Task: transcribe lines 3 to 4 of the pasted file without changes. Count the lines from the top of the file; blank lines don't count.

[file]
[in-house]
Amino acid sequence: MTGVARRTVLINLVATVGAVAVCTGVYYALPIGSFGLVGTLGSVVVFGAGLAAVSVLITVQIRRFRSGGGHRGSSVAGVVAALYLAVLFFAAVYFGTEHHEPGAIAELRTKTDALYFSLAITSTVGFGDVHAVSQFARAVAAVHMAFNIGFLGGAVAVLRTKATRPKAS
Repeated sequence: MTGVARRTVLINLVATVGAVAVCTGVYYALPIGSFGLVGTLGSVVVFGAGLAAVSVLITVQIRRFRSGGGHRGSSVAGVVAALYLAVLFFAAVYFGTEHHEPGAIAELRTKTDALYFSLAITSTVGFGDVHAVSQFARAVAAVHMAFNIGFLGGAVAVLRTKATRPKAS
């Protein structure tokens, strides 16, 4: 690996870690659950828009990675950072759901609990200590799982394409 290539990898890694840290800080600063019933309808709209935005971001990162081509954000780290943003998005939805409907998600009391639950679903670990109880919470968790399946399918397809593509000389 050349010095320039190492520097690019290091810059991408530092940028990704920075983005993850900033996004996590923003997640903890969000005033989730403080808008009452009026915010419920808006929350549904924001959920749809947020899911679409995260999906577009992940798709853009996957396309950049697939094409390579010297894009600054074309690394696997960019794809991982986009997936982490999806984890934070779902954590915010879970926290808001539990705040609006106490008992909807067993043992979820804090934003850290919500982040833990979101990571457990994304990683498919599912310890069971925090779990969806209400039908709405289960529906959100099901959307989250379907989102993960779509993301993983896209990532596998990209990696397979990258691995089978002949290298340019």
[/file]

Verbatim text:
Repeated sequence: MTGVARRTVLINLVATVGAVAVCTGVYYALPIGSFGLVGTLGSVVVFGAGLAAVSVLITVQIRRFRSGGGHRGSSVAGVVAALYLAVLFFAAVYFGTEHHEPGAIAELRTKTDALYFSLAITSTVGFGDVHAVSQFARAVAAVHMAFNIGFLGGAVAVLRTKATRPKAS
């Protein structure tokens, strides 16, 4: 690996870690659950828009990675950072759901609990200590799982394409 290539990898890694840290800080600063019933309808709209935005971001990162081509954000780290943003998005939805409907998600009391639950679903670990109880919470968790399946399918397809593509000389 050349010095320039190492520097690019290091810059991408530092940028990704920075983005993850900033996004996590923003997640903890969000005033989730403080808008009452009026915010419920808006929350549904924001959920749809947020899911679409995260999906577009992940798709853009996957396309950049697939094409390579010297894009600054074309690394696997960019794809991982986009997936982490999806984890934070779902954590915010879970926290808001539990705040609006106490008992909807067993043992979820804090934003850290919500982040833990979101990571457990994304990683498919599912310890069971925090779990969806209400039908709405289960529906959100099901959307989250379907989102993960779509993301993983896209990532596998990209990696397979990258691995089978002949290298340019």